This Is How Long It Actually Takes To Shoot An Episode Of Bar Rescue

Have you ever walked into a bar that feels like the exact opposite of the Cheers theme song? A cheerless hellhole where you don't want to know anyone's name, and you just regret you came? Maybe it made you want to drink just so the establishment becomes attractive to your booze-confused eyes? The reality series Bar Rescue taps into that feeling and cranks it up to 11... thousand.

A show that might be best described as "alcoholic schadenfreude," the Bar Rescue invites viewers to see awfulness that not even the strongest prescription beer goggles can distort. Armed with withering criticisms and enough screaming to make Al Pacino wince, host Jon Taffer is tasked with being the saving grace of the graceless — places plagued by vermin, moldy ice, and fruit-fly-filled bottles, unconscionable filth, and dangerously undercooked food, per the Paramount Network. Places dumb enough to dub themselves Fatballs, according to Bar Rescue Updates. Places that clearly have no business being in business.

How long does it take to film the rescue mission that gets distilled into a single episode?

Rescuing a weak bar in under a week

Trying to save a bar from itself seems like a herculean task, especially when that bar is basically the business equivalent of a Darwin Award winner. Bar Rescue recruits experts to help employees unlearn staggeringly bad habits and acquire skills they need to reverse their bar's slow-motion implosion. That's got to take months or at least weeks of filming, right? Wrong.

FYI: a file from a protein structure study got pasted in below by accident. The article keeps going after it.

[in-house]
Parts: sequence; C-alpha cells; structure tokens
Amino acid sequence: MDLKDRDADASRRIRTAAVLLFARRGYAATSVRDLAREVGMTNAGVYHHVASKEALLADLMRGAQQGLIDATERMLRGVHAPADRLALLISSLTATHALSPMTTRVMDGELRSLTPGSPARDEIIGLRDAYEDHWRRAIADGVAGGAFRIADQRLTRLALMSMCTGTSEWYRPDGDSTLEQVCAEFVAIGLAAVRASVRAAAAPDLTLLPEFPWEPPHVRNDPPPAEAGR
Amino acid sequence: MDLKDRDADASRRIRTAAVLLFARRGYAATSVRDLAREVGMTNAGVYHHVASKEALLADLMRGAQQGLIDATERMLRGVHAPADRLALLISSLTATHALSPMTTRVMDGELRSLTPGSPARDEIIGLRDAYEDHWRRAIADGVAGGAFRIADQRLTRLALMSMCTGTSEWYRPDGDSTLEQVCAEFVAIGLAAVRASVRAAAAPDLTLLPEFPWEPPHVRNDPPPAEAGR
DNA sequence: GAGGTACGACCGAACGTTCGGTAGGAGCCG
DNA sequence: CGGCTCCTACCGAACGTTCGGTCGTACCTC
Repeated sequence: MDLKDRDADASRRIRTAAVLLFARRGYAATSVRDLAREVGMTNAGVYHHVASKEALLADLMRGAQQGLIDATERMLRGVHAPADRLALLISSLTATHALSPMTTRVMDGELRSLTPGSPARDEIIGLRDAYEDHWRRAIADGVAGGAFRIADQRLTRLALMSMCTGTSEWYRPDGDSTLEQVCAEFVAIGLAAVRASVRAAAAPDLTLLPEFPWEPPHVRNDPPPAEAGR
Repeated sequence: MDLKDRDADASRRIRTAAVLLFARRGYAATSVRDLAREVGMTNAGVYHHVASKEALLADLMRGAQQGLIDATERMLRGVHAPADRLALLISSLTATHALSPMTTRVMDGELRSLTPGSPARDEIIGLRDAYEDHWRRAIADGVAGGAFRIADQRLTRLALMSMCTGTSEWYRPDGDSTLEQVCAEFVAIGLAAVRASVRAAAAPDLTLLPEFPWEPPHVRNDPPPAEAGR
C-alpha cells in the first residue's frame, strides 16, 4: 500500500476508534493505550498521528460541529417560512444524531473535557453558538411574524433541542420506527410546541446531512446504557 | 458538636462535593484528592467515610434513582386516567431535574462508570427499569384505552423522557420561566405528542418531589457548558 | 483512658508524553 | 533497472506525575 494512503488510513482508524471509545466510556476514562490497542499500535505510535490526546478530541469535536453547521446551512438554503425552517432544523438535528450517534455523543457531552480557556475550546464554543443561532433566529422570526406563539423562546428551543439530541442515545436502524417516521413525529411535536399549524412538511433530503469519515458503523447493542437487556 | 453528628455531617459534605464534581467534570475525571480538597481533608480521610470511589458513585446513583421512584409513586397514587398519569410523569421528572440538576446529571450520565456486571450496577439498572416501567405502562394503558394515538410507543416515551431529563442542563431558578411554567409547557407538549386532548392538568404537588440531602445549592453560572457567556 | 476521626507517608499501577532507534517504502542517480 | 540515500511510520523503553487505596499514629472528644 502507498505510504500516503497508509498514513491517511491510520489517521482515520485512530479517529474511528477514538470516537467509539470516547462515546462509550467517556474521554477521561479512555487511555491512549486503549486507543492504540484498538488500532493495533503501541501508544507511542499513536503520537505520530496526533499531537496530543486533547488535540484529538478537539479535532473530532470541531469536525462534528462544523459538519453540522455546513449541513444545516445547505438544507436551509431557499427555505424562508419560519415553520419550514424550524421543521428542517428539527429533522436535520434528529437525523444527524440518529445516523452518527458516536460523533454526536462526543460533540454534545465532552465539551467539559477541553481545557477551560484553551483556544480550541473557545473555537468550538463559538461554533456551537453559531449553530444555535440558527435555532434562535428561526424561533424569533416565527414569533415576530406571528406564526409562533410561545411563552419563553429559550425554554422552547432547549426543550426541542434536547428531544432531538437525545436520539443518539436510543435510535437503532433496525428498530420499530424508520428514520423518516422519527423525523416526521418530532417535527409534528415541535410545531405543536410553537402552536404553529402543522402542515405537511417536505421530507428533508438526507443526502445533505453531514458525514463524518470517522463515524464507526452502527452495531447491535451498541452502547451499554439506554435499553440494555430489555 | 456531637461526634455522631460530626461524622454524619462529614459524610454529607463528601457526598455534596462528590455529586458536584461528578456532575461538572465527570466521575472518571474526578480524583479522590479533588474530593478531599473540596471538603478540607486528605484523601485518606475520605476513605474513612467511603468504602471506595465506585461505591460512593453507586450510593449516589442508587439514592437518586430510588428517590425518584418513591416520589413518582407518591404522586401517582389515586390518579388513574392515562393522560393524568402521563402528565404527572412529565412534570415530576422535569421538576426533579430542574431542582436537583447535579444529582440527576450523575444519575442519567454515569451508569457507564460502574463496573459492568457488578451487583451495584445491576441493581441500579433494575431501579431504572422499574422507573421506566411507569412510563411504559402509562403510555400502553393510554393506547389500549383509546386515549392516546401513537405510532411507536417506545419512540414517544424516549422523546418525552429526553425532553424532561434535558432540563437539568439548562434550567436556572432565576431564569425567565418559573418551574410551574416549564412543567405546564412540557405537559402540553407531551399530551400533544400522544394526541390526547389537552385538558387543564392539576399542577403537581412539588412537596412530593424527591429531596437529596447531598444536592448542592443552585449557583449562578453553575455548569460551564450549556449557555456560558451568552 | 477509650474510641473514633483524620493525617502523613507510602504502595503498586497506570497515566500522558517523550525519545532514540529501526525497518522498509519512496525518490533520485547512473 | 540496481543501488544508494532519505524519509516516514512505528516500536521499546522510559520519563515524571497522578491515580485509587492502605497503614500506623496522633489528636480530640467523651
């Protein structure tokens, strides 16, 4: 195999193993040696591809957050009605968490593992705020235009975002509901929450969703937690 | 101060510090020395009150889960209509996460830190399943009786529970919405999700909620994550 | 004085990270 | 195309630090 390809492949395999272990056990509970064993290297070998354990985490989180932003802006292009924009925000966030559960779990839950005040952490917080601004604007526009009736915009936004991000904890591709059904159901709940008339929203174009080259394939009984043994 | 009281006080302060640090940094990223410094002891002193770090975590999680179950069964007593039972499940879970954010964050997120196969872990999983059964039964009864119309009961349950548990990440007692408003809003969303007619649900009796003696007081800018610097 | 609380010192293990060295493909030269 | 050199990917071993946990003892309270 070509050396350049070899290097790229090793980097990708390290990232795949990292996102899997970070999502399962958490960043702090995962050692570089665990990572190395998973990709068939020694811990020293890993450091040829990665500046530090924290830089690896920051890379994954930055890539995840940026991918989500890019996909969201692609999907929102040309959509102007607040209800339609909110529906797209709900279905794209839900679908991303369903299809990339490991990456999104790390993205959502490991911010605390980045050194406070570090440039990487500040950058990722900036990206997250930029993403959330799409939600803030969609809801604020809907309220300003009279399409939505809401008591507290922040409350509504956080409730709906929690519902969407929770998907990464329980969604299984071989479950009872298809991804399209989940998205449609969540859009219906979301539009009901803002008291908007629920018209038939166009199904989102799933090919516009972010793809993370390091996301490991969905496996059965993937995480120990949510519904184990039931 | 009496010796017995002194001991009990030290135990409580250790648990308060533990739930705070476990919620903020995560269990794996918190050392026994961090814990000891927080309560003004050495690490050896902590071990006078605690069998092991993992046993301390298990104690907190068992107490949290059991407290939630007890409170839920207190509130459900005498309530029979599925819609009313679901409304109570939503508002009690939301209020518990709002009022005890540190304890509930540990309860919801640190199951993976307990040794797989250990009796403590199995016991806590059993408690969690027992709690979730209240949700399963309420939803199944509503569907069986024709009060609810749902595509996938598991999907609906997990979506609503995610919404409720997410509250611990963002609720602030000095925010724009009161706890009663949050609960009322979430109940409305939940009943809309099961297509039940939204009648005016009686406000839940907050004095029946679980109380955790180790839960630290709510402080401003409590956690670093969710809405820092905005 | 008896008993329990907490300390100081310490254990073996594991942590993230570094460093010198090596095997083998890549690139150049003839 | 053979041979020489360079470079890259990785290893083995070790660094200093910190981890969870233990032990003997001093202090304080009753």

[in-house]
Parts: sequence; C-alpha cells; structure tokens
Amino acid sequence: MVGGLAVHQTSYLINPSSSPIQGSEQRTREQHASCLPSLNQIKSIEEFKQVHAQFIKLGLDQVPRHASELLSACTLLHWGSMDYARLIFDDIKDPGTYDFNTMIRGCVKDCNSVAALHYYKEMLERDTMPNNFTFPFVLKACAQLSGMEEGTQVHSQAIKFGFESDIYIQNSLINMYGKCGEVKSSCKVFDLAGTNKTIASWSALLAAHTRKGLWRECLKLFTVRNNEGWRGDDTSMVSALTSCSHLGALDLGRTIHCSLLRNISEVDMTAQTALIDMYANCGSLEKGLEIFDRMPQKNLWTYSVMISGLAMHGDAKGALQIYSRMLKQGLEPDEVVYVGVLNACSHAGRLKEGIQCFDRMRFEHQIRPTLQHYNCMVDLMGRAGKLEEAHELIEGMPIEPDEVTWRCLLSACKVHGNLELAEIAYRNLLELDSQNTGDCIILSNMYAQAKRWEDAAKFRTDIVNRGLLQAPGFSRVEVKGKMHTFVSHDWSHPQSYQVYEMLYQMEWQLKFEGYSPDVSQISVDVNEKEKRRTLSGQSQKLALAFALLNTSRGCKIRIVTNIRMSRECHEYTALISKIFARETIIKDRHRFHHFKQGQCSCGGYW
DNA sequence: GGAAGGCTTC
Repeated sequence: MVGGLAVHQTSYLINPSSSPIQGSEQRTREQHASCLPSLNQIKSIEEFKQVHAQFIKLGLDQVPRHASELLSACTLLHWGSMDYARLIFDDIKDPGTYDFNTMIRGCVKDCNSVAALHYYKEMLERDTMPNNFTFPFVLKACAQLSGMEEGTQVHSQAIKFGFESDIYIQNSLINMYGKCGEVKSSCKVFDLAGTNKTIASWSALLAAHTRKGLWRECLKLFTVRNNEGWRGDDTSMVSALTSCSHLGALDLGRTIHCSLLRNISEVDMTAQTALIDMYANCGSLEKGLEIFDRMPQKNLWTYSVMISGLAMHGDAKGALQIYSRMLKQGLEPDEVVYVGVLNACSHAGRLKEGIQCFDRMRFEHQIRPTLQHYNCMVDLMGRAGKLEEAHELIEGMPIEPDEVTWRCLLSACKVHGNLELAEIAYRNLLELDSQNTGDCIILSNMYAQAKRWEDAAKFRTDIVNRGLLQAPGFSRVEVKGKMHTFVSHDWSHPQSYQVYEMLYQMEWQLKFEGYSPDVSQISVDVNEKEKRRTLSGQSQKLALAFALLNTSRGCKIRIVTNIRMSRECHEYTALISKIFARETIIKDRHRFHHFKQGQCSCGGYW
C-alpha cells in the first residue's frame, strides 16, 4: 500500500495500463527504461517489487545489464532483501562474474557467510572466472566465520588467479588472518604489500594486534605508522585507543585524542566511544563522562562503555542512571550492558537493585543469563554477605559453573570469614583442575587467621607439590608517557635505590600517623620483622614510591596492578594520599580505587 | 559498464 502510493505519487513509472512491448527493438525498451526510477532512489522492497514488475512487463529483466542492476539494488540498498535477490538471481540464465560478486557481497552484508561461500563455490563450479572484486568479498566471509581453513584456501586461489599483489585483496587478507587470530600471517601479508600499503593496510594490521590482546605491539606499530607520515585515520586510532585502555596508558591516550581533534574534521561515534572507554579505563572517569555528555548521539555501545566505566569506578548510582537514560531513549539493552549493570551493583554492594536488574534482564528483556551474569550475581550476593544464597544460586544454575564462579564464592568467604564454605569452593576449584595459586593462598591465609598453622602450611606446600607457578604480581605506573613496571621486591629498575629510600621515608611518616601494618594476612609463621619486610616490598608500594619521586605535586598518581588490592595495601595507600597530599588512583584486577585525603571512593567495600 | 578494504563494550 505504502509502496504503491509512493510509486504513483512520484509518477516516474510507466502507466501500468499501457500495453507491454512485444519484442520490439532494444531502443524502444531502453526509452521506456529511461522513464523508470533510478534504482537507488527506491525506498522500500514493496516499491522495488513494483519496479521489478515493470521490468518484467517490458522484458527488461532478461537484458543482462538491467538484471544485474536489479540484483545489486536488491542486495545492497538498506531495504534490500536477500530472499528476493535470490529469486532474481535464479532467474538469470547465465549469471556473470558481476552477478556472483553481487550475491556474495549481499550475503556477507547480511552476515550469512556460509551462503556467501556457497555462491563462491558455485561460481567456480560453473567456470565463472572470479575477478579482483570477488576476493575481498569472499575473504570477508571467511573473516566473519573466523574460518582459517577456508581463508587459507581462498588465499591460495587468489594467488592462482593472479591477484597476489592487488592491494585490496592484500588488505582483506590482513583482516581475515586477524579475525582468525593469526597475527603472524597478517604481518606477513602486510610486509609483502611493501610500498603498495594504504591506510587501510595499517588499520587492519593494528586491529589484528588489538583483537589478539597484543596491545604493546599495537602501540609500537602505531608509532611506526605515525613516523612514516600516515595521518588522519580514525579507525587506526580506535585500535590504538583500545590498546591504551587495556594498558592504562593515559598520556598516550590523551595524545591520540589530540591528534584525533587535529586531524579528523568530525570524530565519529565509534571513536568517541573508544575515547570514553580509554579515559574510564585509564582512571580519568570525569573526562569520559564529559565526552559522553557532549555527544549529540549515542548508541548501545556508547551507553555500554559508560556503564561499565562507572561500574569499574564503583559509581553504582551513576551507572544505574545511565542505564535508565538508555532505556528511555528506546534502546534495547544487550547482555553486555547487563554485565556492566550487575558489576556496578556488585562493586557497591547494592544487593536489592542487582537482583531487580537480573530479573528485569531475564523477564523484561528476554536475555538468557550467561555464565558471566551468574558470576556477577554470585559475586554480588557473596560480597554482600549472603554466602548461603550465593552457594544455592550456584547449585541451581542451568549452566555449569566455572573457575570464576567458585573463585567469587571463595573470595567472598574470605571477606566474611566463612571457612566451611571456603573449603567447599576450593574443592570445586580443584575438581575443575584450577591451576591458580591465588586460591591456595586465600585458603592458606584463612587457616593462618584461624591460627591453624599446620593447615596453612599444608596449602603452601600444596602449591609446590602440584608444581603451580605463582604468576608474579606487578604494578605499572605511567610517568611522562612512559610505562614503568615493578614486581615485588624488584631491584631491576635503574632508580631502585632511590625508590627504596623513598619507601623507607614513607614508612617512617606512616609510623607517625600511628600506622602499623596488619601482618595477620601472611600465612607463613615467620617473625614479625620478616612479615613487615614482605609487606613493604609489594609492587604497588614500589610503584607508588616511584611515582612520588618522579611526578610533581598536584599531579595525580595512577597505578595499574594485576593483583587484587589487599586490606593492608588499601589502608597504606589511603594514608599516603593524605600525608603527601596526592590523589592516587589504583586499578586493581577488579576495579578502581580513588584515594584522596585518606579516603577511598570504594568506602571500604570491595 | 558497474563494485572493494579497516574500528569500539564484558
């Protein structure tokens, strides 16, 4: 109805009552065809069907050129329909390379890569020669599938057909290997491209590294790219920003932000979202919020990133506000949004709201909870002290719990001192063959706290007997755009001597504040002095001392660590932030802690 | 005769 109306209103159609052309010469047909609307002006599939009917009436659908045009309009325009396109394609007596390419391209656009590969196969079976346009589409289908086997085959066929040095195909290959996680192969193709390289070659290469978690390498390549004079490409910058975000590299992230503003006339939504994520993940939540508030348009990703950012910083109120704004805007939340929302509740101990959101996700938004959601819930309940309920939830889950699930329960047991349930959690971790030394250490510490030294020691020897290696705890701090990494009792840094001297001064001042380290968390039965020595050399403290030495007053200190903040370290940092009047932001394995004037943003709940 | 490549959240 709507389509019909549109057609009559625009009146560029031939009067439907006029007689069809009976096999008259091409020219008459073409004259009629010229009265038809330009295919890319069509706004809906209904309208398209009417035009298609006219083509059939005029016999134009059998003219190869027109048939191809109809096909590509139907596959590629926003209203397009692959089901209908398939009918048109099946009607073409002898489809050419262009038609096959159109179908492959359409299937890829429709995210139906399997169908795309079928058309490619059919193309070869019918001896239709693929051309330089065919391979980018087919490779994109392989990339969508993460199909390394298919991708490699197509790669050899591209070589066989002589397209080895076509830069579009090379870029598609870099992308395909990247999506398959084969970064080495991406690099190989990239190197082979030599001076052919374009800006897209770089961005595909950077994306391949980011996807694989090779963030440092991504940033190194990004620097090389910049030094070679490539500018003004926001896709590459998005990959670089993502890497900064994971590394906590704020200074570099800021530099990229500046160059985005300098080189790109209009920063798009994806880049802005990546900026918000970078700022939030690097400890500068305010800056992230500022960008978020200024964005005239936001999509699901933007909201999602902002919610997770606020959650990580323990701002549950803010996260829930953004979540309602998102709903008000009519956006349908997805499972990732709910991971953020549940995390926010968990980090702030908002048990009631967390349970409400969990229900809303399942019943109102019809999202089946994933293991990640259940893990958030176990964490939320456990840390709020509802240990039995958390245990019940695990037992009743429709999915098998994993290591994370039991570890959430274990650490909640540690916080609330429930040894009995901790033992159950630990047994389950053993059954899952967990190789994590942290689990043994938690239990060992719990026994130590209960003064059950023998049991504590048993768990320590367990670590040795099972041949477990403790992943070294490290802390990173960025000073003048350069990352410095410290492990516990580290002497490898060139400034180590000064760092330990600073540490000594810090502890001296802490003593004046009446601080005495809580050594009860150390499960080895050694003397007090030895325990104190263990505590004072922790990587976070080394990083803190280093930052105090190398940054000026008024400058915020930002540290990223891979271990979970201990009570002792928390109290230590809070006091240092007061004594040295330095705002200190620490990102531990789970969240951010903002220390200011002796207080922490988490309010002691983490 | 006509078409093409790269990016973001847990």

"We shoot for five days," Jon Taffer explained during a 2015 Q&A. The first day is dedicated to observing the bar from afar and comparing it to the local competition. The second day is "the most brutal." Brutal for the bar owner, that is. Taffer basically uses that day to say how much the bar sucks, grinding whatever sense of self esteem an owner might have had into a fine powder that gets vacuumed up — possibly by all the bar's sucking — and tossed in the garbage. Days 3 and 4 are when the experts take the reins. And the last day is when everything comes together for "the big reveal."

That's not a long time to save a sinking ship, and Screen Rant wrote in June 2020 that a little more than half the establishments (74 out of 166) have gone under so far. Considering that they couldn't clear even the lowest bar of acceptability to begin with (if the show is to be taken at face value), saving even half these disasters is a minor miracle.